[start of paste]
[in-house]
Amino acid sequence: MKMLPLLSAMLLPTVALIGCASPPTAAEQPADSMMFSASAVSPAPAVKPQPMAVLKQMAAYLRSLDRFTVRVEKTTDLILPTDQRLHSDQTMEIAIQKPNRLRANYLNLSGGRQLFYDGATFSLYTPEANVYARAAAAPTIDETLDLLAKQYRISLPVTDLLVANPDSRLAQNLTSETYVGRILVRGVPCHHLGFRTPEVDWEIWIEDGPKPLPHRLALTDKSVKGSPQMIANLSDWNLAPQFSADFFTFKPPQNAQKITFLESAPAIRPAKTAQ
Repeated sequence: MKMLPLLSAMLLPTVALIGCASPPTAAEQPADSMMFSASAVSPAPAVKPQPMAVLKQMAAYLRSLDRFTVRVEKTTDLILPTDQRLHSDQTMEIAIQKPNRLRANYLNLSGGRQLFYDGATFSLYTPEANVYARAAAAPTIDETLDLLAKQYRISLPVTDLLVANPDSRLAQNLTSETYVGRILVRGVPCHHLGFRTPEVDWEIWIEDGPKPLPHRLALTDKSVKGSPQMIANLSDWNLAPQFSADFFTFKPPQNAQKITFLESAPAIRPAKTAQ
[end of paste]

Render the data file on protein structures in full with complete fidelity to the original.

[in-house]
Amino acid sequence: MKMLPLLSAMLLPTVALIGCASPPTAAEQPADSMMFSASAVSPAPAVKPQPMAVLKQMAAYLRSLDRFTVRVEKTTDLILPTDQRLHSDQTMEIAIQKPNRLRANYLNLSGGRQLFYDGATFSLYTPEANVYARAAAAPTIDETLDLLAKQYRISLPVTDLLVANPDSRLAQNLTSETYVGRILVRGVPCHHLGFRTPEVDWEIWIEDGPKPLPHRLALTDKSVKGSPQMIANLSDWNLAPQFSADFFTFKPPQNAQKITFLESAPAIRPAKTAQ
Repeated sequence: MKMLPLLSAMLLPTVALIGCASPPTAAEQPADSMMFSASAVSPAPAVKPQPMAVLKQMAAYLRSLDRFTVRVEKTTDLILPTDQRLHSDQTMEIAIQKPNRLRANYLNLSGGRQLFYDGATFSLYTPEANVYARAAAAPTIDETLDLLAKQYRISLPVTDLLVANPDSRLAQNLTSETYVGRILVRGVPCHHLGFRTPEVDWEIWIEDGPKPLPHRLALTDKSVKGSPQMIANLSDWNLAPQFSADFFTFKPPQNAQKITFLESAPAIRPAKTAQ